While much attention has been given to the potential for remote learning environments being exploited by cybercriminals, a new CISA joint cybersecurity advisory warns that such attacks are already happening.
Threat actors are targeting K-12 schools and remote learning classrooms, according to a joint cybersecurity advisory by CISA, the FBI, and the Multi-State Information Sharing and Analysis Center (MS-ISAC). Threat actors are targeting classrooms with ransomware, malware, DDoS attacks and video conference disruption.
“Cyber actors likely view schools as targets of opportunity, and these types of attacks are expected to continue through the 2020/2021 academic year. These issues will be particularly challenging for K-12 schools that face resource limitations; therefore, educational leadership, information technology personnel, and security personnel will need to balance this risk when determining their cybersecurity investments,” the advisory reads.
“Numerous” reports of ransomware attacks against K-12 schools have been reported to the three organizations, the agencies said. The attacks involve threat actors actively targeting school computer systems. As the advisory reads, “Adopting tactics previously leveraged against business and industry, ransomware actors have also stolen — and threatened to leak — confidential student data to the public unless institutions pay a ransom.”
Several recent cyber attacks have hit K-12 schools and educational organizations. For example, a massive ransomware attack struck Baltimore County Public Schools, which shut down classes for several days following Thanksgiving. In addition, online education company K12 Inc. suffered a ransomware attack last month and paid the ransom.
The rate of such reported ransomware incidents has increased throughout the year.
“According to MS-ISAC data, the percentage of reported ransomware incidents against K-12 schools increased at the beginning of the 2020 school year. In August and September, 57% of ransomware incidents reported to the MS-ISAC involved K-12 schools, compared to 28% of all reported ransomware incidents from January through July,” the advisory said.
Ryuk, Maze, Nefilim, AKO and Sodinokibi/REvil are the most common ransomware variants involved, according to MS-ISAC’s findings. The most common forms of non-ransomware malware used affecting state, local, tribal, and territorial (SLTT) K-12 schools are ZeuS, a Windows trojan, and Shlayer, a MacOS trojan. Although Shlayer is the most commonly used malware, it’s also the only one on the top 10 that targets MacOS. The rest target Windows, and none of them appear to target Google’s Chrome OS.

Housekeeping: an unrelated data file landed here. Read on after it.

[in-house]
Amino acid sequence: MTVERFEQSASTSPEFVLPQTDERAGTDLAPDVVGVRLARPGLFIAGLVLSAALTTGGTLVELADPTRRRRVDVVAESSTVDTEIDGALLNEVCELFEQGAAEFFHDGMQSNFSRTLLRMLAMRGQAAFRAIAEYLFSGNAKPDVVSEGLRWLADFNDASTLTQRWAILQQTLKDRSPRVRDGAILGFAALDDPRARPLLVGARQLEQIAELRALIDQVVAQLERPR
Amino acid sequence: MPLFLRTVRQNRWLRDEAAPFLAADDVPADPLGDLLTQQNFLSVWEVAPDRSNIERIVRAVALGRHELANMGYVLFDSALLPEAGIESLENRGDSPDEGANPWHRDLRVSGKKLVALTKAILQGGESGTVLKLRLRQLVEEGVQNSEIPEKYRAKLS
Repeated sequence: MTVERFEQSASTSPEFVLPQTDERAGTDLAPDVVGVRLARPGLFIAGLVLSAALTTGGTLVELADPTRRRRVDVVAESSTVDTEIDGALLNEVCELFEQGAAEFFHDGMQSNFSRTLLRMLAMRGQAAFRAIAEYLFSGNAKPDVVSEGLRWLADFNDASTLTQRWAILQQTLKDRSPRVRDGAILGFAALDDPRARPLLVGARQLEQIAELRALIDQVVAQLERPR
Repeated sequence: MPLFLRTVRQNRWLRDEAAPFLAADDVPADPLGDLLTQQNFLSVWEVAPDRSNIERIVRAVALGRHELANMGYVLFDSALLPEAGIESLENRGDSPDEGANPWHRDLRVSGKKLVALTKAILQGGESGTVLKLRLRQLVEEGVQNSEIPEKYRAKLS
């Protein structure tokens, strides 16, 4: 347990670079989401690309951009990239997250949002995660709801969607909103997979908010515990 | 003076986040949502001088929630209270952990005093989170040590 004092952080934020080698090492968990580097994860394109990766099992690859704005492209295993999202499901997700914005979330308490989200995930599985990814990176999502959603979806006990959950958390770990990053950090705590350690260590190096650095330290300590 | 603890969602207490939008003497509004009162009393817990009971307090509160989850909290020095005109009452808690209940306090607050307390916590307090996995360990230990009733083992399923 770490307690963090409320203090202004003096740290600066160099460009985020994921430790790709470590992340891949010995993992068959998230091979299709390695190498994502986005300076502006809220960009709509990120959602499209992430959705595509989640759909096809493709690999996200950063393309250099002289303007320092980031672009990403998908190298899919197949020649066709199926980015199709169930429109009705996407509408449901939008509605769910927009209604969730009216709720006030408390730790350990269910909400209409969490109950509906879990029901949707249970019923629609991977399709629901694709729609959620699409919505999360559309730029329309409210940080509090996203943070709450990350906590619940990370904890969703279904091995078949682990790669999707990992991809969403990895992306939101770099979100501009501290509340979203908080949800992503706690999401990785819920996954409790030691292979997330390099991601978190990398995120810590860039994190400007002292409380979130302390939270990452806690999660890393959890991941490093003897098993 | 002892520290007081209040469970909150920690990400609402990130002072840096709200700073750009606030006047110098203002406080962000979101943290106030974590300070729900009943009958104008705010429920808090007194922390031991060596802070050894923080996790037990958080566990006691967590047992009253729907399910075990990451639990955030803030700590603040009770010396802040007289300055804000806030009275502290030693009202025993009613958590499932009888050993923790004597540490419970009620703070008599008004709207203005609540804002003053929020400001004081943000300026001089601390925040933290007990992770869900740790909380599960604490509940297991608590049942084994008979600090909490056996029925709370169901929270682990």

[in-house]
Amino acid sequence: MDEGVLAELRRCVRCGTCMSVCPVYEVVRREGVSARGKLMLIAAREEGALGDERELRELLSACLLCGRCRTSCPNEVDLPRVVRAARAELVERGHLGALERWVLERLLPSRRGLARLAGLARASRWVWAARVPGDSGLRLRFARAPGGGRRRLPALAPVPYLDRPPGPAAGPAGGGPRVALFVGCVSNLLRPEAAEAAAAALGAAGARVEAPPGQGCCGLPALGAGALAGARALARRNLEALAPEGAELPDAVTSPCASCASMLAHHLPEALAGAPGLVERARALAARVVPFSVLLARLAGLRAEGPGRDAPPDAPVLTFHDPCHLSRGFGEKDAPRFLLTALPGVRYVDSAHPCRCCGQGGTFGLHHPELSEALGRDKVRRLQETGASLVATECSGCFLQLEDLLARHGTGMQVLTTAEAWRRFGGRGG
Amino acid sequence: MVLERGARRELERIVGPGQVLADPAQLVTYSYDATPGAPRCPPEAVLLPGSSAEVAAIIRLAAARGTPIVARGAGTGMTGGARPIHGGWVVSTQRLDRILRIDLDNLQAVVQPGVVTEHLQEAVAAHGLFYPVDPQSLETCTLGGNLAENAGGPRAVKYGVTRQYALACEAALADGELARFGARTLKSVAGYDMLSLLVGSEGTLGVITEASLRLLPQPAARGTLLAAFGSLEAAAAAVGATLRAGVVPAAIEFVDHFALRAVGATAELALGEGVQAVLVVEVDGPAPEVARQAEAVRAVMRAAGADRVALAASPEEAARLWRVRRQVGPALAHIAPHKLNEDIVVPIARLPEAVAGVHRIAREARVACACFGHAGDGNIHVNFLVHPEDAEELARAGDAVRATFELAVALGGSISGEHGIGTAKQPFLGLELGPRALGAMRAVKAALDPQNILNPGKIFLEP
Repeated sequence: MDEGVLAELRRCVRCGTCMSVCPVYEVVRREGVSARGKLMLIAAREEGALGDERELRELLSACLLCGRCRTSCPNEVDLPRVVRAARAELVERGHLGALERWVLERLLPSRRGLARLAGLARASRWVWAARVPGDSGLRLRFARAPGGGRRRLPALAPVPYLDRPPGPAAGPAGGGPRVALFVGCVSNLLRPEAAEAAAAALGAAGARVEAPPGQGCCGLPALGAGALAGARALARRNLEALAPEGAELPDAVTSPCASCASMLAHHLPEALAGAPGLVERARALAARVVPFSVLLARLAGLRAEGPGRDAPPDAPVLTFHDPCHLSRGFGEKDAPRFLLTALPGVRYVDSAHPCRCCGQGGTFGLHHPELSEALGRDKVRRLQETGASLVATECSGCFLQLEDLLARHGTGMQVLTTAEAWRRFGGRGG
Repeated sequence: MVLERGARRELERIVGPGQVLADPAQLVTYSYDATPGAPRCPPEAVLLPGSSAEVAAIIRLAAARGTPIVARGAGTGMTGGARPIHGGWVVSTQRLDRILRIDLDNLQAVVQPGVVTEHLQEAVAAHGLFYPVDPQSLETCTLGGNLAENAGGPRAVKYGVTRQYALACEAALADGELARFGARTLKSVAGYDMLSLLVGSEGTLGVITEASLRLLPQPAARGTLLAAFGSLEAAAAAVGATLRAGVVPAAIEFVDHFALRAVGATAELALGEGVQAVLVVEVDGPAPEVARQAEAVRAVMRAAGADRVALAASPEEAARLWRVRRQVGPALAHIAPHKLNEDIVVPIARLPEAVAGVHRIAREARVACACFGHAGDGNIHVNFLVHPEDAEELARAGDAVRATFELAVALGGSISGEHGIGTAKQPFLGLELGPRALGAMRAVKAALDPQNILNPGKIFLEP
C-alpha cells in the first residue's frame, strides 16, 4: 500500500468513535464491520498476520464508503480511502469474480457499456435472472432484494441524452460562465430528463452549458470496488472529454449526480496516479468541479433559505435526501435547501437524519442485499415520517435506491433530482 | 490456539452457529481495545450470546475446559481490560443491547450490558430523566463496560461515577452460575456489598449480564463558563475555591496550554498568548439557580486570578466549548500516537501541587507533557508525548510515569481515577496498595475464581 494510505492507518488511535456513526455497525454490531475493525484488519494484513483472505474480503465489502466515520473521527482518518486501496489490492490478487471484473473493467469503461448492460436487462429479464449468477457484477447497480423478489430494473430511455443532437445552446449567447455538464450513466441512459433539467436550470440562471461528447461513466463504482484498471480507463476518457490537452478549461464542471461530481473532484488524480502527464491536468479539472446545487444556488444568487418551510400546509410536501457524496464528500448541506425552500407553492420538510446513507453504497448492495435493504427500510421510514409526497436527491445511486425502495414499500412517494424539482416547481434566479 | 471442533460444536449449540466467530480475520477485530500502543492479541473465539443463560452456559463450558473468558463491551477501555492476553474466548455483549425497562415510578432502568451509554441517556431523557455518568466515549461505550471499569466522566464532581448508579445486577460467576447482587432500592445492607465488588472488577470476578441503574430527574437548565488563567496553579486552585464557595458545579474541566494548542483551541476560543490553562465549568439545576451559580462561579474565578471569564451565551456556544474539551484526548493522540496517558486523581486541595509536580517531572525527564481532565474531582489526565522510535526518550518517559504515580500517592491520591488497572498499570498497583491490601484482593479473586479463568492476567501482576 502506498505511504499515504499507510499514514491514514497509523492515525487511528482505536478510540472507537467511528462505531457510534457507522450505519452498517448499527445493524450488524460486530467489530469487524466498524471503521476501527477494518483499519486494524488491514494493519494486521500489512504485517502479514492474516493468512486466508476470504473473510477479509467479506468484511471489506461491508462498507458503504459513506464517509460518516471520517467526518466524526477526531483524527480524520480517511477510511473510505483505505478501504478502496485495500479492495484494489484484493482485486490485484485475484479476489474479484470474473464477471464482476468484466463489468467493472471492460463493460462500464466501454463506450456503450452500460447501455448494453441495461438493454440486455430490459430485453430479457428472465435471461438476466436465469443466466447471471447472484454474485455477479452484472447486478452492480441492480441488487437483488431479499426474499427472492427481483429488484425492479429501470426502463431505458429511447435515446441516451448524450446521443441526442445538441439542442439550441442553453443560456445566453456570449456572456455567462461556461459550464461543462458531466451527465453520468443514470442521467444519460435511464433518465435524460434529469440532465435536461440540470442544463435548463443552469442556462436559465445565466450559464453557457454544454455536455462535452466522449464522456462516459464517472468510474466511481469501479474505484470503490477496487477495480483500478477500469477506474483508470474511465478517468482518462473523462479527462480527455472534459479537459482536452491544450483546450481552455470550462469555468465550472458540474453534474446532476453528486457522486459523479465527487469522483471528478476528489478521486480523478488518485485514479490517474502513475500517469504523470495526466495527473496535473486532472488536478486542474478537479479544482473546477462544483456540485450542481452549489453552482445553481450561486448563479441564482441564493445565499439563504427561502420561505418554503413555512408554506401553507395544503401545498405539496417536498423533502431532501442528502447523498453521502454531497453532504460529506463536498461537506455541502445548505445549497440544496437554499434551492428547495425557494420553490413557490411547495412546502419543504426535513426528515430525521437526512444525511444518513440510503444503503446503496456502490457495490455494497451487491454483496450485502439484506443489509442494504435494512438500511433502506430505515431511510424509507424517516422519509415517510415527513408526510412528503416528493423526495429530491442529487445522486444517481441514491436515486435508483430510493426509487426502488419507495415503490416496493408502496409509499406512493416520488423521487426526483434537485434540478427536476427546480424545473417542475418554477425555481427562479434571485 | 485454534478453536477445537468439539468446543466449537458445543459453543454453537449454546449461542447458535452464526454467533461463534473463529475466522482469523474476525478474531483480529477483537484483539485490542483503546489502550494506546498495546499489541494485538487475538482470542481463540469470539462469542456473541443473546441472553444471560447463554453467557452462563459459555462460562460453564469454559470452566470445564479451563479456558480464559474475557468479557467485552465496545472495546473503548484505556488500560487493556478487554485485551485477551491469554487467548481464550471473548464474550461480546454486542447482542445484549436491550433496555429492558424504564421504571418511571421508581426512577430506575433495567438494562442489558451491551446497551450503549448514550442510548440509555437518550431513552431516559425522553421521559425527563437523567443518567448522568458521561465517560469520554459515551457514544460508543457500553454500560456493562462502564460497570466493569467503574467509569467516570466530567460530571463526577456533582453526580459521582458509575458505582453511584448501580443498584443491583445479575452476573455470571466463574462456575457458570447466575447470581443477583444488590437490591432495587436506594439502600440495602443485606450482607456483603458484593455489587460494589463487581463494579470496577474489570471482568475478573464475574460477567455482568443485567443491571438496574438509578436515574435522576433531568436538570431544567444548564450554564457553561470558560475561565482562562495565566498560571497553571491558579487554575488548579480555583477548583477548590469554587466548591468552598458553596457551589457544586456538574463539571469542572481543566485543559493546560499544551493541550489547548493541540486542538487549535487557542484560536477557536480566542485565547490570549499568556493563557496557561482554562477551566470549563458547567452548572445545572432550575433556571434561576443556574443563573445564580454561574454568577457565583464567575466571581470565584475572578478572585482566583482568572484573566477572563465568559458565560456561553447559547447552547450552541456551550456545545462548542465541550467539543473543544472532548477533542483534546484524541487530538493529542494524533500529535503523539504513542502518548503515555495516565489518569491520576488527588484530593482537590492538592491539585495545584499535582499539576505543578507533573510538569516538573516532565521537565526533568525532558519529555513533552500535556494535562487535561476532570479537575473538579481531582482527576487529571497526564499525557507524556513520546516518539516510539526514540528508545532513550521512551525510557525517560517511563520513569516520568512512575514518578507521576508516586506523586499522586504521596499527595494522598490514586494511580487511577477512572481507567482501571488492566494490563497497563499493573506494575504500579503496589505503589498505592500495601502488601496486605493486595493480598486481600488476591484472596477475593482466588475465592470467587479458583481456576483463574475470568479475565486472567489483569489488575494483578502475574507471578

In an email to SearchSecurity, a spokesperson for the Center of Internet Security, a nonprofit organization that hosts the MS-ISAC, said that malware infections and command and control activity “make up 90% of all blocked activity” in organizations protected by CIS’s Malicious Domain Blocking and Reporting (MDBR) service.
In order to disrupt and infiltrate remote learning environments, threat actors are exploiting their victims via social engineering, vulnerabilities, open/exposed ports and end-of-life software.
As for mitigations, the joint advisory mentioned not only the more commonly referenced steps such as regularly patching software and using multifactor authentication but also recommended schools maintain a business continuity plan.
“Without planning, provision, and implementation of continuity principles, institutions may be unable to continue teaching and administrative operations. Evaluating continuity and capability will help identify potential operational gaps. Through identifying and addressing these gaps, institutions can establish a viable continuity program that will help keep them functioning during cyberattacks or other emergencies. The FBI and CISA suggest K-12 educational institutions review or establish patching plans, security policies, user agreements, and business continuity plans to ensure they address current threats posed by cyber actors,” the advisory said.
Emsisoft threat analyst Brett Callow told SearchSecurity that the K-12 ransomware problem isn’t getting any better and is impacting a large number of students.
“The US is tracking for a similar number of ransomware cases involving schools and colleges this year as there were last — which isn’t a good thing. In 2019, at least 89 districts and colleges were hit; so far in 2020, the count is 80. The districts that have been impacted this year are responsible for about 1,659 individual schools — meaning a lot of kids had their educations disrupted in year in which has already seen significant disruption to academic schedules due to COVID-19,” Callow said.